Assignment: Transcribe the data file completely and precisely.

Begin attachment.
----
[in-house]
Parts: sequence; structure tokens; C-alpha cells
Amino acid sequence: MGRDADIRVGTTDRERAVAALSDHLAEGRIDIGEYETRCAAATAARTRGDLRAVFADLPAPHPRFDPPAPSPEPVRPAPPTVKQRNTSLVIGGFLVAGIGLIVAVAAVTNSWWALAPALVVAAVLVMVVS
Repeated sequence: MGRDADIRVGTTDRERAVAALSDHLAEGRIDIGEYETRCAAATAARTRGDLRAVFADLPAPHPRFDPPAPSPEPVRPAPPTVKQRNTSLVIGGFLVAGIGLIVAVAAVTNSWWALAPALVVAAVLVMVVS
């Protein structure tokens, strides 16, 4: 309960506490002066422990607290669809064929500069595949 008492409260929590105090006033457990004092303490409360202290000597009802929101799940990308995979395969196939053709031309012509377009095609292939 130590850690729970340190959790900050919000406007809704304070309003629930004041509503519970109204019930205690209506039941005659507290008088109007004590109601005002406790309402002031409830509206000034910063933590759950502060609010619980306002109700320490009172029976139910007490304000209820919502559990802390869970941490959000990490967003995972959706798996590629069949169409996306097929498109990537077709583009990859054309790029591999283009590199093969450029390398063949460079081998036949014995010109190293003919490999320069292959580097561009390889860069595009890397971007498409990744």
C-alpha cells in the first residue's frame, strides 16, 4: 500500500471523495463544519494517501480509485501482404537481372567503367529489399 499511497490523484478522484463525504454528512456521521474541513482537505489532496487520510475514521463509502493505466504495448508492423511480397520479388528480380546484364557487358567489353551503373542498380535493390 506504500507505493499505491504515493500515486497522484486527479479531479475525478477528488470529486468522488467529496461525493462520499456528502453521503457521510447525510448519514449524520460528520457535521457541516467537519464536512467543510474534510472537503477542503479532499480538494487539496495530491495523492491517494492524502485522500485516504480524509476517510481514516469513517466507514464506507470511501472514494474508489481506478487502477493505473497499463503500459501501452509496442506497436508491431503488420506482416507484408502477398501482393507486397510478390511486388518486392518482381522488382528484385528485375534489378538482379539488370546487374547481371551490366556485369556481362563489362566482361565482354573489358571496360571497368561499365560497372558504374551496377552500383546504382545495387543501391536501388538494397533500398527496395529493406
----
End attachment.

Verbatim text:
[in-house]
Parts: sequence; structure tokens; C-alpha cells
Amino acid sequence: MGRDADIRVGTTDRERAVAALSDHLAEGRIDIGEYETRCAAATAARTRGDLRAVFADLPAPHPRFDPPAPSPEPVRPAPPTVKQRNTSLVIGGFLVAGIGLIVAVAAVTNSWWALAPALVVAAVLVMVVS
Repeated sequence: MGRDADIRVGTTDRERAVAALSDHLAEGRIDIGEYETRCAAATAARTRGDLRAVFADLPAPHPRFDPPAPSPEPVRPAPPTVKQRNTSLVIGGFLVAGIGLIVAVAAVTNSWWALAPALVVAAVLVMVVS
């Protein structure tokens, strides 16, 4: 309960506490002066422990607290669809064929500069595949 008492409260929590105090006033457990004092303490409360202290000597009802929101799940990308995979395969196939053709031309012509377009095609292939 130590850690729970340190959790900050919000406007809704304070309003629930004041509503519970109204019930205690209506039941005659507290008088109007004590109601005002406790309402002031409830509206000034910063933590759950502060609010619980306002109700320490009172029976139910007490304000209820919502559990802390869970941490959000990490967003995972959706798996590629069949169409996306097929498109990537077709583009990859054309790029591999283009590199093969450029390398063949460079081998036949014995010109190293003919490999320069292959580097561009390889860069595009890397971007498409990744």
C-alpha cells in the first residue's frame, strides 16, 4: 500500500471523495463544519494517501480509485501482404537481372567503367529489399 499511497490523484478522484463525504454528512456521521474541513482537505489532496487520510475514521463509502493505466504495448508492423511480397520479388528480380546484364557487358567489353551503373542498380535493390 506504500507505493499505491504515493500515486497522484486527479479531479475525478477528488470529486468522488467529496461525493462520499456528502453521503457521510447525510448519514449524520460528520457535521457541516467537519464536512467543510474534510472537503477542503479532499480538494487539496495530491495523492491517494492524502485522500485516504480524509476517510481514516469513517466507514464506507470511501472514494474508489481506478487502477493505473497499463503500459501501452509496442506497436508491431503488420506482416507484408502477398501482393507486397510478390511486388518486392518482381522488382528484385528485375534489378538482379539488370546487374547481371551490366556485369556481362563489362566482361565482354573489358571496360571497368561499365560497372558504374551496377552500383546504382545495387543501391536501388538494397533500398527496395529493406